The cut in the interest rate on the Fed’s currency swaps with Europe has led to speculation that the Fed will have to cut its discount rate as well. I’m pretty sure that speculation is wrong.
The point is fairly simple: European banks will now be able to get one week dollar loans from the ECB at an interest rate of about 0.6 per cent. If a US bank needed to borrow dollars from the Fed and went to the discount window it would have to pay 0.75 per cent. That seems perverse. Read more
Today’s co-ordinated action saw six of the world’s central banks agree to provide dollar funds a lot more cheaply. The European Central Bank, however, went a step further than its counterparts by lowering the margins, or haircuts, applied on the assets that borrowers hand over to the central bank in order to secure dollars.
This from the FT’s Robin Harding and Ralph Atkins:
In a further move to boost the attractiveness of its dollar offers, the ECB said it would value more favourably assets that have to be put up by banks as collateral to obtain US dollar liquidity. The current margin, or discount, applied would be cut from 20 per cent to 12 per cent.
That means that the ECB is not only willing to provide dollar funding more cheaply, but also take on more of the credit risk for doing so. This pretty much consigns the traditional way in which central banks have provided emergency funding to the dustbin.
But that may be no bad thing. Read more
Yesterday, I included the Treasury chart below showing that the potential level of output is 13 per cent lower than that assumed by the same organisation in March 2008.
But the chart has been troubling me overnight because it is comparing apples with pears. The calculation methodology of GDP has changed since the 2008 Budget in a way which would have made the 2008 trend higher. Read more
Just what the eurozone did not need right now: another possible German-Franco row, this time over jobs at the European Central Bank. In Brussels late on Tuesday, Wolfgang Schäuble, German finance minister, pressed for his deputy Jörg Asmussen to take over the ECB’s economics department from Jürgen Stark when he joins the ECB’s six-man executive board at the start of 2012.
The problem is that France’s Benoit Coeuré, an academic economist as well as French civil servant, who will arrive at the ECB at the same time as Mr Asmussen, is arguably much better suited for the economics portfolio. Read more
Nathan Sheets, head of the Fed’s international division until August, clearly plans to enjoy his freedom as head of international economics at Citi. In a new note he proposes a fairly dramatic communications option for the Fed – setting a target for the level of nominal consumption – which is definitely not the kind of thing you’re allowed to say in public when you work at the Federal Reserve Board.
As Mr Sheets notes, the Fed has ruled out any dramatic changes to its framework for the time being, but “our view is that in the event of a sizable financial shock from Europe—or evidence that the economy was slipping into recession—the Fed would be looking for a ‘bazooka,’ and such a regime would again be considered”. Read more
When he established the Office for Budget Responsibility, George Osborne had never envisaged his creation would give him such a grim day less than 18 months later. But the OBR has just told the chancellor that without further action his deficit reduction ambitions were seriously off track.
The latest forecasts with lower growth and higher borrowing implied Britain would miss Mr Osborne’s March Budget ambition of eliminating the current structural deficit by 2014-15 by miles. The original OBR forecasts showed he was set to meet his goals not one, not two, but only three years later in 2017-18, close to the election after next.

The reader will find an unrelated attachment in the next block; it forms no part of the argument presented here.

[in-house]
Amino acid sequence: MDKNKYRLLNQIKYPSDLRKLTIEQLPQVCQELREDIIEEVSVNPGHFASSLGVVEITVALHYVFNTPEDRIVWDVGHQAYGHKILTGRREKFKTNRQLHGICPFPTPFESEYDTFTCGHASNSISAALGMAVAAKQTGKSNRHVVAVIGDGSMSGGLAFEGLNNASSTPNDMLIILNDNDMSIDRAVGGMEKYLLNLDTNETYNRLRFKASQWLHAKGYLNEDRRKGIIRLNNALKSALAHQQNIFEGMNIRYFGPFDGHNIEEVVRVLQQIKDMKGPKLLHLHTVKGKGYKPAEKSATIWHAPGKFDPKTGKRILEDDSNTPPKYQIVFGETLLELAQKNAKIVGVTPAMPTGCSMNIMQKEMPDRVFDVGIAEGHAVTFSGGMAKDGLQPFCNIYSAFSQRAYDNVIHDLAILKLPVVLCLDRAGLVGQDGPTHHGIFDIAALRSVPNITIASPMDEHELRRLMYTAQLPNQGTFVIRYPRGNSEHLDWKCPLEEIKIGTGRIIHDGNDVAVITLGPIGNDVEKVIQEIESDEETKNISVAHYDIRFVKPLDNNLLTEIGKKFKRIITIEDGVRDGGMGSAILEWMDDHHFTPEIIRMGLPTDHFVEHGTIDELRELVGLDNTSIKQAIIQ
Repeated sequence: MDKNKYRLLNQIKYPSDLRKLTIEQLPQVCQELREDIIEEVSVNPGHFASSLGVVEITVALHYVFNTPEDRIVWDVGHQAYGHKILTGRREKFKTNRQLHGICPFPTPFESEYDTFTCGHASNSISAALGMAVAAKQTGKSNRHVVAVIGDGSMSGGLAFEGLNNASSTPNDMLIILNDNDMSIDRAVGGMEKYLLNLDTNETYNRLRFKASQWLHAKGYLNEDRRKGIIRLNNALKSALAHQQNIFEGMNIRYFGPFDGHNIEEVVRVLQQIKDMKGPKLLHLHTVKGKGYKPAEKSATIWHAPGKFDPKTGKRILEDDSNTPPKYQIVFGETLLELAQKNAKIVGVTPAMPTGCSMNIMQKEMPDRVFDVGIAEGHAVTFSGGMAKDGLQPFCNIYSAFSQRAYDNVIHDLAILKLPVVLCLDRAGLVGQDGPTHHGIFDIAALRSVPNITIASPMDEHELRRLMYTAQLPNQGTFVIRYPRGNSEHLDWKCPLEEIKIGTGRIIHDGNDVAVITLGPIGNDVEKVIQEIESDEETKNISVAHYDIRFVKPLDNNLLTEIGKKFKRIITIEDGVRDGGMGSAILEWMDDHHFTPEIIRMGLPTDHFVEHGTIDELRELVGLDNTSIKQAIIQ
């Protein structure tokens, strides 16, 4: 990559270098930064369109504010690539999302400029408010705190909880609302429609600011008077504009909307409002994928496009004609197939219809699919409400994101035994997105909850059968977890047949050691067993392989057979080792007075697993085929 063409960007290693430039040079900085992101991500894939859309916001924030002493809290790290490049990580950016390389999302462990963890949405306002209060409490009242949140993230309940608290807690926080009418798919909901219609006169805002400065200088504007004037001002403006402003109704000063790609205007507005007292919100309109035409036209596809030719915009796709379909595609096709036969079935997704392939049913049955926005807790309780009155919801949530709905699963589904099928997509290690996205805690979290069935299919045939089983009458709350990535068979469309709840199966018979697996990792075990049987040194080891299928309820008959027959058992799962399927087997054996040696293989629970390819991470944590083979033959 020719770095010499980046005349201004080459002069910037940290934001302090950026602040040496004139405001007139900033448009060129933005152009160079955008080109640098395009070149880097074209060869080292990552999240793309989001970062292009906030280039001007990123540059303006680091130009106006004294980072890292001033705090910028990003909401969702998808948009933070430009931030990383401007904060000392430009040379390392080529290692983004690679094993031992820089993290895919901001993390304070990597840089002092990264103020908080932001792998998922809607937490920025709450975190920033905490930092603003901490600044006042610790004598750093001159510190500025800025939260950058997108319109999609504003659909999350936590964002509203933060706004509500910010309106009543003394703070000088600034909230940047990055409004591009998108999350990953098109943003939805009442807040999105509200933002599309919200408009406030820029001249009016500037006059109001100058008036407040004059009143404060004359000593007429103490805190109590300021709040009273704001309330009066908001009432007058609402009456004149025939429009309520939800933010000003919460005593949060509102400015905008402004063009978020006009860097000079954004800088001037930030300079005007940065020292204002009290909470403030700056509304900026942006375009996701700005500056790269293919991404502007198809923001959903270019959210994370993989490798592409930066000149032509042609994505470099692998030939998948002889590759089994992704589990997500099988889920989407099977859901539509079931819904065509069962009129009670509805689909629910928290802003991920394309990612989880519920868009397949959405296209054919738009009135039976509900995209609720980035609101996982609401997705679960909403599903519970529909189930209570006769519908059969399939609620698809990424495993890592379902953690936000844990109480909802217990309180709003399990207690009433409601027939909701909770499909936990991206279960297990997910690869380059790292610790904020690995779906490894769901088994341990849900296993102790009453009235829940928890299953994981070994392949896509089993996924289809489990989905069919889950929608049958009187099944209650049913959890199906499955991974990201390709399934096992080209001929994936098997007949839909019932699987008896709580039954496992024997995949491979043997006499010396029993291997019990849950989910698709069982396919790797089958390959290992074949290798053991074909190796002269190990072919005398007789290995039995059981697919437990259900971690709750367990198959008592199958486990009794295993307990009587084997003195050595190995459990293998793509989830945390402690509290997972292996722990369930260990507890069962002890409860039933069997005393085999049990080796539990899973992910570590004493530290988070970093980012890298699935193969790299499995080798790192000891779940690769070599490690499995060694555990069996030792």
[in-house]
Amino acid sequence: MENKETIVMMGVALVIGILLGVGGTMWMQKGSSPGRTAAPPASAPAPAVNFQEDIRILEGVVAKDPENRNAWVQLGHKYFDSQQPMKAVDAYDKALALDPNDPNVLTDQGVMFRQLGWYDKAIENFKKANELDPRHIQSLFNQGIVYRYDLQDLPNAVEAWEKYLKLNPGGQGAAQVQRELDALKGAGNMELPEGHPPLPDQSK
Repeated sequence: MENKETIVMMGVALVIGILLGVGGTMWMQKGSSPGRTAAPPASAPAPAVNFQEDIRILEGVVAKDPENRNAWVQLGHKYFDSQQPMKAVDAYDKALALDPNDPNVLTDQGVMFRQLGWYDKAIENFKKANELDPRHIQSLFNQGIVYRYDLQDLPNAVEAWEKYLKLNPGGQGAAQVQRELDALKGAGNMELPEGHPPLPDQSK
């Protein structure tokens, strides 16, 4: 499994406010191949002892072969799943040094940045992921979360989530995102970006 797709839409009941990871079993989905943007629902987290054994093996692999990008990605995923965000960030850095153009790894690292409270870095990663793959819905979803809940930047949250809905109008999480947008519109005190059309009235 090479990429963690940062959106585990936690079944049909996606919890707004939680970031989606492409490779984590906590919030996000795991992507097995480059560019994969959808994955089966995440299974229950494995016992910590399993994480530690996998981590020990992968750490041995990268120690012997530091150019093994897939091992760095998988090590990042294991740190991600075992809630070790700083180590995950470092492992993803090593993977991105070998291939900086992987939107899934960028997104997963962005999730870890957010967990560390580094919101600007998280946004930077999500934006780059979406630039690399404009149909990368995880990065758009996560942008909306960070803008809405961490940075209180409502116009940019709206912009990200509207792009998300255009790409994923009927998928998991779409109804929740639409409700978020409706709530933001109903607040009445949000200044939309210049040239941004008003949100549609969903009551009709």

With such bad news, the government has had to announce not a “plan B” of policy stimulus, but an “augmented plan A” with £15bn additional spending cuts a year by 2016-17 – deeper cuts in the final two years than the annual austerity being undertaken now. And that is all just to allow him to scrape home on his fiscal mandate. Austerity is no longer a four-year pain, but a six-year trial. Read more
Sir Mervyn King. Image by Getty.
Welcome to our live blog on Sir Mervyn King’s appearance at the Treasury select committee.
The governor has been called before the committee to field questions on the Monetary Policy Committee’s latest inflation report, which came out earlier this month.
Reporting by Claire Jones. All times are GMT.
17.16 This live blog is now closed.
17.14 Given that the hearing was supposed to be about the MPC’s inflation report, it was ironic that the governor ended up revealing more about what the FPC is likely to recommend in the financial stability report later this week. Read more
Ahead of the Autumn Statement, the Treasury has released some details of its plan for growth, in what appears to be a cynical bid to muddy the waters. The truth is that estimates of Britain’s growth potential are being revised down across the board.
Are the announcements mostly sensible? They’re OK.
Are they large? No.
Will they change the narrative of the Autumn Statement? Only if Britain allows itself to be hoodwinked and reporters are as pliable as ministers hope. Read more
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The Bank of England’s financial (in?)stability report is due out on Thursday. Read more
Has Thursday’s pact between Angela Merkel and Nicolas Sarkozy over the European Central Bank been misinterpreted? At their Strasbourg meeting with Italian premier Mario Monti, the French president agreed with Germany’s chancellor that he should not put pressure on the ECB to act more aggressively against the escalating eurozone debt crisis. Some, especially in financial markets, saw that as making bolder ECB moves less likely. But maybe that is the wrong way of looking at it? Read more